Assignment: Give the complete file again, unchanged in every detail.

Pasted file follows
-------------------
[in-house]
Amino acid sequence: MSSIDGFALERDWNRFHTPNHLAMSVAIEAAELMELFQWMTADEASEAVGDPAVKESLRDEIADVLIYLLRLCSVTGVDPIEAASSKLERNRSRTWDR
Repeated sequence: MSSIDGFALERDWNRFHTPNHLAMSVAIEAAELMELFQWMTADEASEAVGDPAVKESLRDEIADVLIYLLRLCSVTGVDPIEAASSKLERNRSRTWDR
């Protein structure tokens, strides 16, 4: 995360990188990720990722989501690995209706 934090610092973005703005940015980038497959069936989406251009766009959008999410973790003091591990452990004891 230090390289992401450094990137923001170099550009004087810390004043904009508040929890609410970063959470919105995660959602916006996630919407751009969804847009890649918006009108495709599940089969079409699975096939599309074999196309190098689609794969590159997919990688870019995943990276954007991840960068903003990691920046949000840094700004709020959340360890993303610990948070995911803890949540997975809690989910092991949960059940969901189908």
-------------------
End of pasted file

[in-house]
Amino acid sequence: MSSIDGFALERDWNRFHTPNHLAMSVAIEAAELMELFQWMTADEASEAVGDPAVKESLRDEIADVLIYLLRLCSVTGVDPIEAASSKLERNRSRTWDR
Repeated sequence: MSSIDGFALERDWNRFHTPNHLAMSVAIEAAELMELFQWMTADEASEAVGDPAVKESLRDEIADVLIYLLRLCSVTGVDPIEAASSKLERNRSRTWDR
């Protein structure tokens, strides 16, 4: 995360990188990720990722989501690995209706 934090610092973005703005940015980038497959069936989406251009766009959008999410973790003091591990452990004891 230090390289992401450094990137923001170099550009004087810390004043904009508040929890609410970063959470919105995660959602916006996630919407751009969804847009890649918006009108495709599940089969079409699975096939599309074999196309190098689609794969590159997919990688870019995943990276954007991840960068903003990691920046949000840094700004709020959340360890993303610990948070995911803890949540997975809690989910092991949960059940969901189908």